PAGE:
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Table 'in use', how/why? - MySQL

Hi, we have a site that is getting increasingly busy. In preparation of that we purchased a server that should be able to handle roughly 10 times our current traffic. So, as far as we can tell we should be able to handle any requests for the time been. But for the first time today we had one of our table locked "IN USE" for at least 15 minutes. I doubt it was a hardware problem, so I guess that the table was locked by code. But what code could cause the table to be locked for so long? We ...

  1. #1

    Default Table 'in use', how/why?

    Hi,

    we have a site that is getting increasingly busy.
    In preparation of that we purchased a server that should be able to handle
    roughly 10 times our current traffic.

    So, as far as we can tell we should be able to handle any requests for the
    time been.

    But for the first time today we had one of our table locked "IN USE" for at
    least 15 minutes.
    I doubt it was a hardware problem, so I guess that the table was locked by
    code.
    But what code could cause the table to be locked for so long?

    We carefully looked at the code and we never have more than 4 or 5 queries
    per pages.
    So, what could flag a table as "IN USE"?

    Many thanks,

    Simon
    --
    [url]http://urlkick.com/[/url]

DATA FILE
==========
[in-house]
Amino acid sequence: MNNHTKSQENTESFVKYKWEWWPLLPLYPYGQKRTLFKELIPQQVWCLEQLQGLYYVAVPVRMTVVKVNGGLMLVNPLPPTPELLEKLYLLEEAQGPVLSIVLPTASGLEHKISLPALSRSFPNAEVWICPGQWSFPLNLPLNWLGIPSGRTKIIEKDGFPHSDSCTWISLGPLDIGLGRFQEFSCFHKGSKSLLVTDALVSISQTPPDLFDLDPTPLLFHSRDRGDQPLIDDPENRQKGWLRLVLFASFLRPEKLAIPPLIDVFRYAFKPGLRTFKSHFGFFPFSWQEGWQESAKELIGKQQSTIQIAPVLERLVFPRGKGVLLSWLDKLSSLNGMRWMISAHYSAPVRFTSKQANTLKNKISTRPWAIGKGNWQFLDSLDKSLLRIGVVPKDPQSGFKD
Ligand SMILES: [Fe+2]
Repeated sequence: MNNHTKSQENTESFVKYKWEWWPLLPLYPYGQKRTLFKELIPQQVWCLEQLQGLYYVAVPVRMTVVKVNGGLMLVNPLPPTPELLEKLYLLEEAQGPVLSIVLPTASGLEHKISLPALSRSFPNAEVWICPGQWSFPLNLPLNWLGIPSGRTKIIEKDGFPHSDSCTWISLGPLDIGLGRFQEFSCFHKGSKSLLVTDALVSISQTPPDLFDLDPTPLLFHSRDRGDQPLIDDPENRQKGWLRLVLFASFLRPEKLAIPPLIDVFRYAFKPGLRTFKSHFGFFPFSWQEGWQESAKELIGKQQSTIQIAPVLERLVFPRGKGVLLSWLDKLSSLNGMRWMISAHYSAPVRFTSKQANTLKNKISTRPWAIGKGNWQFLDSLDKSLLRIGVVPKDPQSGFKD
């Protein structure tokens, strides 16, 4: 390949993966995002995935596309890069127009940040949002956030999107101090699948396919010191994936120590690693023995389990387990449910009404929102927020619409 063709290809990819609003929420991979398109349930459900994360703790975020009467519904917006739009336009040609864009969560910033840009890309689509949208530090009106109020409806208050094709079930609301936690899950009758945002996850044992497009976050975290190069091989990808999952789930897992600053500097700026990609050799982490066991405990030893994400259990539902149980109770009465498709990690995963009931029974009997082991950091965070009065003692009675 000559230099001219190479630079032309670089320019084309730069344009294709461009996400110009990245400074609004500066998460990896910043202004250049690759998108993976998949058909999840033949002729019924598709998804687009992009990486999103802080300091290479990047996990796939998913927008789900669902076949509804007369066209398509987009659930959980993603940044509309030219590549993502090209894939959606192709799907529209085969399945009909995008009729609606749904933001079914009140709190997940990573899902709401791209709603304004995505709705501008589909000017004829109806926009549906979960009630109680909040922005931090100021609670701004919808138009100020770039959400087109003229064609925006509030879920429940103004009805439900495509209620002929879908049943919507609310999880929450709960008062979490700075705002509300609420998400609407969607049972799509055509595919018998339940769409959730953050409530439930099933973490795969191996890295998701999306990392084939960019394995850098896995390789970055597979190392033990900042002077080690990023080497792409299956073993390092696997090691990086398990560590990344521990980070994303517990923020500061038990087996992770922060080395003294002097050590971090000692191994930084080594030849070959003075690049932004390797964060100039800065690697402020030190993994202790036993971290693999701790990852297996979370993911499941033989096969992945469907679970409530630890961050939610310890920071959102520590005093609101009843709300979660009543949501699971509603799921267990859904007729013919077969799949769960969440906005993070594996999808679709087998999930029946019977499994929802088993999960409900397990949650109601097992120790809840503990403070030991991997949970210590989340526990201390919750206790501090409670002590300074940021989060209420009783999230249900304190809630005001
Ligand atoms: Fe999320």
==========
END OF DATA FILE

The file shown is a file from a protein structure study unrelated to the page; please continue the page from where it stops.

Free URL redirection service. Turns a long URL into a much shorter one.


    Simon Guest

  2. #2

    Default Re: Table 'in use', how/why?

    >we have a site that is getting increasingly busy.
    >In preparation of that we purchased a server that should be able to handle
    >roughly 10 times our current traffic.
    >
    >So, as far as we can tell we should be able to handle any requests for the
    >time been.
    >
    >But for the first time today we had one of our table locked "IN USE" for at
    >least 15 minutes.
    What was the exact text of the error message?
    What was the query that got this error message?

    For example, mysqldump with the --lock-tables option potentially locks
    tables for a long time if there's a lot of data to dump or it's
    going to a slow destination.

    If some types "flush tables with read lock" at a mysql command prompt
    and goes on coffee break, that can lock things up until he comes back.
    >I doubt it was a hardware problem, so I guess that the table was locked by
    >code.
    >But what code could cause the table to be locked for so long?
    >
    >We carefully looked at the code and we never have more than 4 or 5 queries
    >per pages.
    A single query that does a 5-way join on tables with 10 million rows
    with an accidentally forgotten WHERE clause might take days. Or
    centuries.
    >So, what could flag a table as "IN USE"?
    What TOLD you a table was in use?

    Gordon L. Burditt
    Gordon Burditt Guest

  3. #3

    Default Re: Table 'in use', how/why?

    "Gordon Burditt" <gordonb.obk92burditt.org> wrote in message